People across the world have developed different ways to send off their loved ones, with the majority embracing traditional burial and cremation ceremonies. Though it’s not likely to be discussed at a funeral, both of these popular methods pose devastating effects on the environment. Amidst rising concerns amongst environmentalists, and indeed the increasing awareness and adopters of eco-friendly practices, opting for a ‘Green Burial’ is being favored as a more considerate way to make their last act on earth a kind one.

Broadly speaking, having a green funeral or natural burial means that throughout the process, environmentally-friendly practices will be prioritised. The options are endless, and it all depends on how far one is willing to go green upon death.

Environmental considerations of traditional ceremonies

Traditional burial is arguably the most harmful from an environmental perspective. Per annum, casket burials and the associated materials use thousands of trees, hundreds of thousands of tons of steel and millions of tons of concrete. Similarly, embalming is a major source of groundwater pollution, with concerns that some of the highly carcinogenic embalming fluid eventually leaks into the earth, polluting water and soil.

Whilst cremation has less impact than a traditional burial, it still has a significant carbon footprint as cremations use considerable amounts of energy in the form of gas and electricity. They furthermore release harmful gases into the environment such as nitrogen oxides, sulphur dioxide, carbon dioxide, heavy metals and other particles.

Eco-friendly burial options

Not only does an eco-friendly funeral have less impact on the environment but it also offers a more natural outdoor setting for the memorial service. There are varying degrees of “green” burials when it comes to environmentally conscious funerals.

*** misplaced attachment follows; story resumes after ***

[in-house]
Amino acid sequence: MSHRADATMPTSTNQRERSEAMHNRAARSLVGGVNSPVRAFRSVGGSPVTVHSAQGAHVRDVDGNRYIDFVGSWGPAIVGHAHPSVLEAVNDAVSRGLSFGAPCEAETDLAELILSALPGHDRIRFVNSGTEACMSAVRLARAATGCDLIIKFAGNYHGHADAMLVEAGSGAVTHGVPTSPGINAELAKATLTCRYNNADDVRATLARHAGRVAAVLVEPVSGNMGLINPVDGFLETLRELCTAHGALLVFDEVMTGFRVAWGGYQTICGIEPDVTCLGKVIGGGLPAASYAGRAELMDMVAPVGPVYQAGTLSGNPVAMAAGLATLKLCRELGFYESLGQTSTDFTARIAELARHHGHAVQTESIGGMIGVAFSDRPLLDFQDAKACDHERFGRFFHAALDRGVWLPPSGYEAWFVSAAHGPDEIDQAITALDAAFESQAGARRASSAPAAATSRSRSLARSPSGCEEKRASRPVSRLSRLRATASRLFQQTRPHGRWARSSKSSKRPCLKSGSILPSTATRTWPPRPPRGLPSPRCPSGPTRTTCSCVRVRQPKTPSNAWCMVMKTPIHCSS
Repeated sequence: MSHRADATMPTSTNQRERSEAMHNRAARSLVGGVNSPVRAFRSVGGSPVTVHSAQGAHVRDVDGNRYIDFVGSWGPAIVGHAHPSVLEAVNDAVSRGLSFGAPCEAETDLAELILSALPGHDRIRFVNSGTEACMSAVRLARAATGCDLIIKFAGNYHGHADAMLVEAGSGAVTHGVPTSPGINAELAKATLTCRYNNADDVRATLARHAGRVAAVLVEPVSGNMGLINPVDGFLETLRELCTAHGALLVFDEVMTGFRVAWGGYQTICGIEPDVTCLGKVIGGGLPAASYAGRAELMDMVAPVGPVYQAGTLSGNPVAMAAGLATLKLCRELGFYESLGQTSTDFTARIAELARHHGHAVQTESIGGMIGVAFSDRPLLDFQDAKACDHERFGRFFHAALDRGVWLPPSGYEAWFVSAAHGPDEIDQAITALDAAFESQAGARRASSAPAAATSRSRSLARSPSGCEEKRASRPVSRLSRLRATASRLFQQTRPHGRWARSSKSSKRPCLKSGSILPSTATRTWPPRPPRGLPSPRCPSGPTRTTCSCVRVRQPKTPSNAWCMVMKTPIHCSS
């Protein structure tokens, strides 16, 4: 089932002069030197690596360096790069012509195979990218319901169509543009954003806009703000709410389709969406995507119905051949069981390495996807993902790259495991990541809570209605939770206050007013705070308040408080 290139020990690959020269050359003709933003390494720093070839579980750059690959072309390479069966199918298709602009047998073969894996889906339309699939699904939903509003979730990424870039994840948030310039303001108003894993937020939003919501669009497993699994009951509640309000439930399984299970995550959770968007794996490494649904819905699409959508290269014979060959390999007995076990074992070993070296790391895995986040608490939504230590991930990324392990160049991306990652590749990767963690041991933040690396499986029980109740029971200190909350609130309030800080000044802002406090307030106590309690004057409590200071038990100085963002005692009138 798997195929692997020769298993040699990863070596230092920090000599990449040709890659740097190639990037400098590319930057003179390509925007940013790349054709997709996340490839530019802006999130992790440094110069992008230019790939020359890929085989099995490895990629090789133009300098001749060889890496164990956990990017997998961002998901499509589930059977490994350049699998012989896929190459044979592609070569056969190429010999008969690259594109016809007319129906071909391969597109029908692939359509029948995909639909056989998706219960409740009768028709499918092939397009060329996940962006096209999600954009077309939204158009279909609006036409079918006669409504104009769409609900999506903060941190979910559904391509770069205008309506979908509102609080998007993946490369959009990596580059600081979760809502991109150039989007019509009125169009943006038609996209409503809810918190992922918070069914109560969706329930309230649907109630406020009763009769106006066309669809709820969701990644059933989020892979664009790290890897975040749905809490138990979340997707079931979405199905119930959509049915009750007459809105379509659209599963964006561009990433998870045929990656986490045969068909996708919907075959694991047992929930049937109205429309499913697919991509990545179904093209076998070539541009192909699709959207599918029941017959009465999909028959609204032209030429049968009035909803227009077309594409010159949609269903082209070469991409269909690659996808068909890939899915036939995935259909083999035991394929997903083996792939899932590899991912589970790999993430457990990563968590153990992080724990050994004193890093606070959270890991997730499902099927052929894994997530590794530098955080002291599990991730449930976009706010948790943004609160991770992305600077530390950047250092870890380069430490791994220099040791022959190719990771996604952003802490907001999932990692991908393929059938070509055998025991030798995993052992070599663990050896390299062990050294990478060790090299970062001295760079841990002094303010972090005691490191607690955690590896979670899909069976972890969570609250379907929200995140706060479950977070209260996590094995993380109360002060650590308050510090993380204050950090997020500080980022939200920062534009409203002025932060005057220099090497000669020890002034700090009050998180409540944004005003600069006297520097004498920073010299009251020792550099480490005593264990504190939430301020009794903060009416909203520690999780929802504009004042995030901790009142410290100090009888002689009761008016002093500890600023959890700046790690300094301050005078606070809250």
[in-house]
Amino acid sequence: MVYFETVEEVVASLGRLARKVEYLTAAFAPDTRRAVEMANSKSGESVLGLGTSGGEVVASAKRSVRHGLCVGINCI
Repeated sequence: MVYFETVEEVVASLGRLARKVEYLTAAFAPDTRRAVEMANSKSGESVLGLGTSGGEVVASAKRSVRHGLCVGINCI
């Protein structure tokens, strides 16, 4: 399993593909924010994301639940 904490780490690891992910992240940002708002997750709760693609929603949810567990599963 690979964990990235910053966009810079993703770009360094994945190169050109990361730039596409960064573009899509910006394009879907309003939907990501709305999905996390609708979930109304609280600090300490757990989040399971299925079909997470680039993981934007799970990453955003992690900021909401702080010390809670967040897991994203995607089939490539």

Natural or woodland burials

A natural burial returns a body to the earth in as organic a way as possible. This generally takes place in green spaces, such as wildflower meadows, or protected woodland and parkland areas, which can be more pleasant locations to commemorate a loved one. Surrounded by such natural beauty, woodland burial sites are a memorable and sustainable alternative to traditional burials and cremations.

With a choice of a burial plot set amongst trees and wildflowers, or the scattering of ashes in a forest, meadow or orchard, family members and friends often take comfort in the idea of returning their loved one to the Earth.

A woodland burial aims not only to minimise our impact on the environment, but preserve and even assist nature. Natural memorials, such as plants or trees, are welcomed. At green burial sites, you’ll often find a natural stone marker; some locations allow you to plant a tree or a shrub to mark a burial spot. While embalming is not permitted – the chemicals can be harmful to plants and wildlife – the deceased are carefully washed, dressed and prepared.

Biodegradable coffins

Coffins can be made in a number of natural materials – willow, banana leaf, pandanus, bamboo and even cardboard. The body may be wrapped in a simple shroud instead made from a number of biodegradable materials, including unbleached cotton fabric, linen, muslin, felted wool, hemp or bamboo.

Going green doesn’t mean you can’t make the coffin personal and beautiful. Celebrate your loved one by laying fresh flowers, greenery or fallen leaves atop the casket or weaving      directly into the casket if the material permits. Alternatively get creative and decorate the outside with quotes, patterns or messages using environmentally-friendly paints or pens.

For traditional floral tributes, our florists can supply eco-friendly options.

Green the funeral service

In addition to how the body is prepared for burial, you could also consider making the funeral service environmentally friendly. Some ideas include the use of recycled paper for programmes or hymn sheets, encouraging mourners to carpool to and from the funeral, and sourcing flowers from organic, local growers. You can ensure that the food and refreshments are eco-friendly. You can also ask friends not to bring flowers but instead use other alternatives like donating to an eco-friendly charity.

Making arrangements

Death is a painful experience, but it can be comforting to know that the death helps lessen the negative environmental impacts.

Eco-friendly funerals will be new to many, so select a funeral home with an experienced team to guide you through all the options and find sustainable ways to realising your vision of the day. Ensure too, to share your vision and clear intentions with your loved ones, as they will be the ones to actualise your burial wishes.